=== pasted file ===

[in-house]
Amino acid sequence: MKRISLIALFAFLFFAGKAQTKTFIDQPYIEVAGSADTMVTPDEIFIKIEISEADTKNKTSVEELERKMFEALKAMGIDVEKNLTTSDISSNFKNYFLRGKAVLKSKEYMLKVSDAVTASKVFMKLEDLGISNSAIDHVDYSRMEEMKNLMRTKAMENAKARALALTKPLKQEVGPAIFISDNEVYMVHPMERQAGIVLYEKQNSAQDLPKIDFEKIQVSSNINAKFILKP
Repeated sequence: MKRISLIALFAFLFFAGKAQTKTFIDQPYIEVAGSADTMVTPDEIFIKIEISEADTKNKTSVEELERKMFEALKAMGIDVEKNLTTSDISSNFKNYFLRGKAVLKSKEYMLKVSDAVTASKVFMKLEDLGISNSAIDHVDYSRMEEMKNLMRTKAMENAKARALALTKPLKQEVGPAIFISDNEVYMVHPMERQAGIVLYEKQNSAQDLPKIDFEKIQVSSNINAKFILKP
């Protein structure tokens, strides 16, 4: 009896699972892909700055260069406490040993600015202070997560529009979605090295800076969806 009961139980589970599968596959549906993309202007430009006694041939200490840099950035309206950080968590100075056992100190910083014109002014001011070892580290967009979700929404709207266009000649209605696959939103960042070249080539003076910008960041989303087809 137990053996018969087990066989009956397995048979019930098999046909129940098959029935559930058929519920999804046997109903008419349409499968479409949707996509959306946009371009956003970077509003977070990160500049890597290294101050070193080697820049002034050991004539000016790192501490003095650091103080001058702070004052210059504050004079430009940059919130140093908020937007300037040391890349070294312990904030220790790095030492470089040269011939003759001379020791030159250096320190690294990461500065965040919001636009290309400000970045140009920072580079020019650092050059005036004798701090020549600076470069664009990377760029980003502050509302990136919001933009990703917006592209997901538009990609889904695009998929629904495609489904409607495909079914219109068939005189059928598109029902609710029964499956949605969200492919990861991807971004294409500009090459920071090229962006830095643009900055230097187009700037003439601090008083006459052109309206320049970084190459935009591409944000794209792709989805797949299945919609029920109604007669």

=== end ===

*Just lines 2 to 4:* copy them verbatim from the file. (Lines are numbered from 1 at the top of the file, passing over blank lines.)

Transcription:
Amino acid sequence: MKRISLIALFAFLFFAGKAQTKTFIDQPYIEVAGSADTMVTPDEIFIKIEISEADTKNKTSVEELERKMFEALKAMGIDVEKNLTTSDISSNFKNYFLRGKAVLKSKEYMLKVSDAVTASKVFMKLEDLGISNSAIDHVDYSRMEEMKNLMRTKAMENAKARALALTKPLKQEVGPAIFISDNEVYMVHPMERQAGIVLYEKQNSAQDLPKIDFEKIQVSSNINAKFILKP
Repeated sequence: MKRISLIALFAFLFFAGKAQTKTFIDQPYIEVAGSADTMVTPDEIFIKIEISEADTKNKTSVEELERKMFEALKAMGIDVEKNLTTSDISSNFKNYFLRGKAVLKSKEYMLKVSDAVTASKVFMKLEDLGISNSAIDHVDYSRMEEMKNLMRTKAMENAKARALALTKPLKQEVGPAIFISDNEVYMVHPMERQAGIVLYEKQNSAQDLPKIDFEKIQVSSNINAKFILKP
């Protein structure tokens, strides 16, 4: 009896699972892909700055260069406490040993600015202070997560529009979605090295800076969806 009961139980589970599968596959549906993309202007430009006694041939200490840099950035309206950080968590100075056992100190910083014109002014001011070892580290967009979700929404709207266009000649209605696959939103960042070249080539003076910008960041989303087809 137990053996018969087990066989009956397995048979019930098999046909129940098959029935559930058929519920999804046997109903008419349409499968479409949707996509959306946009371009956003970077509003977070990160500049890597290294101050070193080697820049002034050991004539000016790192501490003095650091103080001058702070004052210059504050004079430009940059919130140093908020937007300037040391890349070294312990904030220790790095030492470089040269011939003759001379020791030159250096320190690294990461500065965040919001636009290309400000970045140009920072580079020019650092050059005036004798701090020549600076470069664009990377760029980003502050509302990136919001933009990703917006592209997901538009990609889904695009998929629904495609489904409607495909079914219109068939005189059928598109029902609710029964499956949605969200492919990861991807971004294409500009090459920071090229962006830095643009900055230097187009700037003439601090008083006459052109309206320049970084190459935009591409944000794209792709989805797949299945919609029920109604007669």